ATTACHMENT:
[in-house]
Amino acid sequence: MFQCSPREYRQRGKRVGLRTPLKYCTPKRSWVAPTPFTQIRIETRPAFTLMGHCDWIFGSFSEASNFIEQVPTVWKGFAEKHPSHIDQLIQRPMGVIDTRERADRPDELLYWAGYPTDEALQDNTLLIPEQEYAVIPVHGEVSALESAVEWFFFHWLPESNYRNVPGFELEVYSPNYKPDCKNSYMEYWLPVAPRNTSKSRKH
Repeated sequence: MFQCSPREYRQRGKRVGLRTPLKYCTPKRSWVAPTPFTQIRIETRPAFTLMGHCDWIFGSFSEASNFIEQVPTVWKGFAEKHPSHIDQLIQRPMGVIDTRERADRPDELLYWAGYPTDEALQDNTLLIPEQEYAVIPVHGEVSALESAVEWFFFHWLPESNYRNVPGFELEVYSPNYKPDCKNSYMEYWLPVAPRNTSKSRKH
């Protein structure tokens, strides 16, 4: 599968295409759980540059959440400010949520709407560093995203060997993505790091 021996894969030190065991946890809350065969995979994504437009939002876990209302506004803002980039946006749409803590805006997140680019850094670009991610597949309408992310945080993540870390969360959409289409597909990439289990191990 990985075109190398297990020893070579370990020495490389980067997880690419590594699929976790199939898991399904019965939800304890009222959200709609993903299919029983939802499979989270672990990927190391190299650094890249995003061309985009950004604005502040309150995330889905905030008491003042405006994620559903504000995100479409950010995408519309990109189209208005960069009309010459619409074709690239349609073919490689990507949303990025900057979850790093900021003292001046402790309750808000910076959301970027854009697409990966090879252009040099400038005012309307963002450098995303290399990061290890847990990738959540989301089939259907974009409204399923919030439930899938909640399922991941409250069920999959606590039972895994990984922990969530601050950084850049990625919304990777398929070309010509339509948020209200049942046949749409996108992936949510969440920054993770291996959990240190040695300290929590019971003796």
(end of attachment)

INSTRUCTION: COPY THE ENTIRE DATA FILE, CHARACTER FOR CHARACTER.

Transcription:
[in-house]
Amino acid sequence: MFQCSPREYRQRGKRVGLRTPLKYCTPKRSWVAPTPFTQIRIETRPAFTLMGHCDWIFGSFSEASNFIEQVPTVWKGFAEKHPSHIDQLIQRPMGVIDTRERADRPDELLYWAGYPTDEALQDNTLLIPEQEYAVIPVHGEVSALESAVEWFFFHWLPESNYRNVPGFELEVYSPNYKPDCKNSYMEYWLPVAPRNTSKSRKH
Repeated sequence: MFQCSPREYRQRGKRVGLRTPLKYCTPKRSWVAPTPFTQIRIETRPAFTLMGHCDWIFGSFSEASNFIEQVPTVWKGFAEKHPSHIDQLIQRPMGVIDTRERADRPDELLYWAGYPTDEALQDNTLLIPEQEYAVIPVHGEVSALESAVEWFFFHWLPESNYRNVPGFELEVYSPNYKPDCKNSYMEYWLPVAPRNTSKSRKH
């Protein structure tokens, strides 16, 4: 599968295409759980540059959440400010949520709407560093995203060997993505790091 021996894969030190065991946890809350065969995979994504437009939002876990209302506004803002980039946006749409803590805006997140680019850094670009991610597949309408992310945080993540870390969360959409289409597909990439289990191990 990985075109190398297990020893070579370990020495490389980067997880690419590594699929976790199939898991399904019965939800304890009222959200709609993903299919029983939802499979989270672990990927190391190299650094890249995003061309985009950004604005502040309150995330889905905030008491003042405006994620559903504000995100479409950010995408519309990109189209208005960069009309010459619409074709690239349609073919490689990507949303990025900057979850790093900021003292001046402790309750808000910076959301970027854009697409990966090879252009040099400038005012309307963002450098995303290399990061290890847990990738959540989301089939259907974009409204399923919030439930899938909640399922991941409250069920999959606590039972895994990984922990969530601050950084850049990625919304990777398929070309010509339509948020209200049942046949749409996108992936949510969440920054993770291996959990240190040695300290929590019971003796």